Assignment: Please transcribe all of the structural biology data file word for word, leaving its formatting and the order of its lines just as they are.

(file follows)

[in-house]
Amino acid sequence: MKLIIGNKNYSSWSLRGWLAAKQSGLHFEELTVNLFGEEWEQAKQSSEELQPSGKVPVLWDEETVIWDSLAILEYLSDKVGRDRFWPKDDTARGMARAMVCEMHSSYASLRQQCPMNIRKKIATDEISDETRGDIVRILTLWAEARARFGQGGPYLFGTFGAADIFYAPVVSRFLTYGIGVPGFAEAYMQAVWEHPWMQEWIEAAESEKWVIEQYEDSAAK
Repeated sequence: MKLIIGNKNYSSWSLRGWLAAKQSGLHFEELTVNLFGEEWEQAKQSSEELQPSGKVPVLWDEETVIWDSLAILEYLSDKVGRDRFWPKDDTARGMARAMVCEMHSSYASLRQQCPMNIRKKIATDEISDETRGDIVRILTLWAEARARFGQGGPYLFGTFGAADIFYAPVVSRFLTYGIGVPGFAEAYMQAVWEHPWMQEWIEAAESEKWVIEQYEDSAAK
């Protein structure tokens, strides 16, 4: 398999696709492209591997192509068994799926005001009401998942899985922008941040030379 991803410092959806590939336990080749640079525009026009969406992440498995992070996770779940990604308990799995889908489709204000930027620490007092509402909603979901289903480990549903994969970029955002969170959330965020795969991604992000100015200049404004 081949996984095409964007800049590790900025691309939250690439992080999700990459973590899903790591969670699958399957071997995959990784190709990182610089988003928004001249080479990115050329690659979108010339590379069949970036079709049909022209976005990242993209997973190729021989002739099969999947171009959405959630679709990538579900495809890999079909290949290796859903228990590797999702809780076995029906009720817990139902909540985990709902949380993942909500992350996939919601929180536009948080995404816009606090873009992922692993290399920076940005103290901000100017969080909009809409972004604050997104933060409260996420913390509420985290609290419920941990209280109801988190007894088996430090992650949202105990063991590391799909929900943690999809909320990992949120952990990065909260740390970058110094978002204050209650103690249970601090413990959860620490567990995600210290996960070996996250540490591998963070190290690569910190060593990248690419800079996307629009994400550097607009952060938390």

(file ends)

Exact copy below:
[in-house]
Amino acid sequence: MKLIIGNKNYSSWSLRGWLAAKQSGLHFEELTVNLFGEEWEQAKQSSEELQPSGKVPVLWDEETVIWDSLAILEYLSDKVGRDRFWPKDDTARGMARAMVCEMHSSYASLRQQCPMNIRKKIATDEISDETRGDIVRILTLWAEARARFGQGGPYLFGTFGAADIFYAPVVSRFLTYGIGVPGFAEAYMQAVWEHPWMQEWIEAAESEKWVIEQYEDSAAK
Repeated sequence: MKLIIGNKNYSSWSLRGWLAAKQSGLHFEELTVNLFGEEWEQAKQSSEELQPSGKVPVLWDEETVIWDSLAILEYLSDKVGRDRFWPKDDTARGMARAMVCEMHSSYASLRQQCPMNIRKKIATDEISDETRGDIVRILTLWAEARARFGQGGPYLFGTFGAADIFYAPVVSRFLTYGIGVPGFAEAYMQAVWEHPWMQEWIEAAESEKWVIEQYEDSAAK
């Protein structure tokens, strides 16, 4: 398999696709492209591997192509068994799926005001009401998942899985922008941040030379 991803410092959806590939336990080749640079525009026009969406992440498995992070996770779940990604308990799995889908489709204000930027620490007092509402909603979901289903480990549903994969970029955002969170959330965020795969991604992000100015200049404004 081949996984095409964007800049590790900025691309939250690439992080999700990459973590899903790591969670699958399957071997995959990784190709990182610089988003928004001249080479990115050329690659979108010339590379069949970036079709049909022209976005990242993209997973190729021989002739099969999947171009959405959630679709990538579900495809890999079909290949290796859903228990590797999702809780076995029906009720817990139902909540985990709902949380993942909500992350996939919601929180536009948080995404816009606090873009992922692993290399920076940005103290901000100017969080909009809409972004604050997104933060409260996420913390509420985290609290419920941990209280109801988190007894088996430090992650949202105990063991590391799909929900943690999809909320990992949120952990990065909260740390970058110094978002204050209650103690249970601090413990959860620490567990995600210290996960070996996250540490591998963070190290690569910190060593990248690419800079996307629009994400550097607009952060938390």